This is the text of a talk given by Susan Nulsen on 26th September 2013 following Tim McCarthy on the same topic.
Bio: Susan was born and educated in Australia. Shortly after she married she went to England where she stayed for about nine years from the late 70s to the mid 80s and then also spent another year there in two different stretches during the 90s. She has now spent a similar length of time in the US.
I always look forward to hearing Tim McCarthy speak. He has such insightful things to say. But I quite had the wind taken out of my sails when I heard he needed to leave early and I had to speak after him. He is a very hard act to follow!
As you can see from my bio, I have no qualifications to speak on how Americans see themselves. Almost every one of you is better qualified than me!
So I will start by describing my earliest interactions with Americans, and then tell you some of the myths I learned about America and how my experiences have led me to judge these.
|My mother and an Australian friend|
The first people I could identify as American were a couple of young women my mother was friends with when we lived in Mount Isa a small remote copper mining town in Queensland. As a ten year old I had very little interaction with them. However they stood out because they dressed strangely; to my mind they seemed very elegant but very old-fashioned. They wore dresses that stood out stiffly over big petticoats. My mother and her other friends often went around in shorts which were much more suited to the tropical climate.
Around this time, although there was no television in the town, my family would gather around the radio on Tuesday evenings to listen to a couple of radio shows which often included American westerns. Since Mt Isa was in the middle of cattle country the westerns seemed very appropriate. (I should say that we didn't have “cowboys” or six-shooters; instead the people who strode around in high-heeled riding boots and rounded up the cattle were known as “stockmen”.) So I was already getting a dose of American culture.
|The Pine Gap Facility|
The first time I met Americans of my own age was when we moved to Alice Springs. These were the children of people working at the “secret” American communications base at Pine Gap. It wasn't very secret, in that everyone in the town knew of its existence, but not even the Australian government knew what information was gathered or relayed from there. The most notable thing about these children was their contagious American accents. It was impossible to talk to them for very long without starting to sound like them yourself.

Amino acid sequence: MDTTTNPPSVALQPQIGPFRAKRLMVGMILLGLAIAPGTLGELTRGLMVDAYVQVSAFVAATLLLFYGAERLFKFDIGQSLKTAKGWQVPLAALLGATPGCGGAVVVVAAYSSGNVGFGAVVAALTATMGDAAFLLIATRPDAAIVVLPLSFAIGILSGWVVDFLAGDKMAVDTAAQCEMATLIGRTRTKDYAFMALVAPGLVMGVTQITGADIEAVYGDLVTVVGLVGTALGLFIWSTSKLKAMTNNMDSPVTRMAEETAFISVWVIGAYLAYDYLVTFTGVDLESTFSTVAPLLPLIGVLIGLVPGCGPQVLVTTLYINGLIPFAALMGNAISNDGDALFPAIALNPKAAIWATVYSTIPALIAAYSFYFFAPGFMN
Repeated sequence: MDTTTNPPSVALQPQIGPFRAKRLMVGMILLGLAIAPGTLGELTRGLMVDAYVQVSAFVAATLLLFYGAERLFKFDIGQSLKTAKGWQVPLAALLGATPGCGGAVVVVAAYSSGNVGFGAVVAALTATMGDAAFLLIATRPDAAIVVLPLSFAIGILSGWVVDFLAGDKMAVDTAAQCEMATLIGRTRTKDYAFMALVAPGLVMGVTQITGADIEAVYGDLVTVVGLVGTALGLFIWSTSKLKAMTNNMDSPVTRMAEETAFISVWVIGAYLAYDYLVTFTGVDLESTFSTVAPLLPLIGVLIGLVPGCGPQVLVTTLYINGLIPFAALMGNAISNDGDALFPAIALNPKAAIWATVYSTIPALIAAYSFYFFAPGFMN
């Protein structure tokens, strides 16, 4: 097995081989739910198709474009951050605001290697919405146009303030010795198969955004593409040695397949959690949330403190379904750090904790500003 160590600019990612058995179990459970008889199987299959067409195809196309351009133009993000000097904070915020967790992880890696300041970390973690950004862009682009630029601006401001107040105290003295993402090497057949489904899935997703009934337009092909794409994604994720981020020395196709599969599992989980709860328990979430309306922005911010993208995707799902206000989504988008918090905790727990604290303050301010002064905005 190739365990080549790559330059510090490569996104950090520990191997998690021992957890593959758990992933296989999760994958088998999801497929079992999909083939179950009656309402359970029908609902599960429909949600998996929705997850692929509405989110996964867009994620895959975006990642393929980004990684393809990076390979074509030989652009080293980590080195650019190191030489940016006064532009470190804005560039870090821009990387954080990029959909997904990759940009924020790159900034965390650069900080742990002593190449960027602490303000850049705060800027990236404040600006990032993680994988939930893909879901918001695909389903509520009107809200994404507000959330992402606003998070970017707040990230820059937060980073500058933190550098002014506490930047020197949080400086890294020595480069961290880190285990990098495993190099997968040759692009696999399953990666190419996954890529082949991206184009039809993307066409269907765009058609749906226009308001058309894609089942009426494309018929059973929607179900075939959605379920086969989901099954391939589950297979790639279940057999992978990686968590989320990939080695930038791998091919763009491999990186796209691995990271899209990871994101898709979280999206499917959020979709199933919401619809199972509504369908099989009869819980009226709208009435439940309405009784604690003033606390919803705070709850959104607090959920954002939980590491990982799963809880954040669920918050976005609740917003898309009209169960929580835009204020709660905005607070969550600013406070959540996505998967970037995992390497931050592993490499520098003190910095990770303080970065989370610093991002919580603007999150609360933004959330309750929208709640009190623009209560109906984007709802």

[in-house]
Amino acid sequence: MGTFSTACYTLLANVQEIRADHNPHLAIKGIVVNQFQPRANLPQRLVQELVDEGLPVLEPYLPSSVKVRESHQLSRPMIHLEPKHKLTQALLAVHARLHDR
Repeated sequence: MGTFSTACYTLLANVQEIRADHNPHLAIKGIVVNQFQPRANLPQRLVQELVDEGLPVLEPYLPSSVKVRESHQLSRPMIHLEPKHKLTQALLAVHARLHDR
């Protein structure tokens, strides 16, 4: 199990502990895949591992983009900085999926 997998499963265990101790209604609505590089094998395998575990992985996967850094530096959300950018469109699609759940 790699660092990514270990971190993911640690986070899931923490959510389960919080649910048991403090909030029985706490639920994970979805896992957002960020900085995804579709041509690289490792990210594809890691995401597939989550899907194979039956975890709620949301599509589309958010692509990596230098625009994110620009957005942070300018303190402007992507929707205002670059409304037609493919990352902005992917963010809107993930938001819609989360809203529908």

Also when we lived in Alice Springs my family spent a lot of time going bush on camping trips. On these adventures we seemed to meet a lot of retired Americans travelling around the country in camper vans. Many of these described themselves as “rock hounds” – they collected interesting, often semi-precious, stones. My sister and I were told we could be “pebble pups”. On one of our camping trips we took Bea, an American journalist from Cleveland, with us to see some of the spectacular scenery in the ranges out of Alice Springs. I have no idea how she got in touch with my family – maybe my father had given his contact details to some of the American tourists we had met previously. So it very possible that my family, through Bea's writing, influenced how some Americans saw Australia.
When I was fourteen I used to wait at the school bus stop with a girl who was absolutely furious with her parents because they had refused to allow a couple of these American tourists to adopt her and take her back home with them! I still don't understand how she couldn't see her parents point of view. Around this time I also made friends with an American girl who lived in a fantasy world. Both her parents worked, which was unusual at that time, and each afternoon she was responsible for caring for her younger siblings. Her thirteen year old sister did nothing to help take care of the two little boys who ran wild! Janice told me all about the exciting life she led on the French Riviera where she had her own speed boat.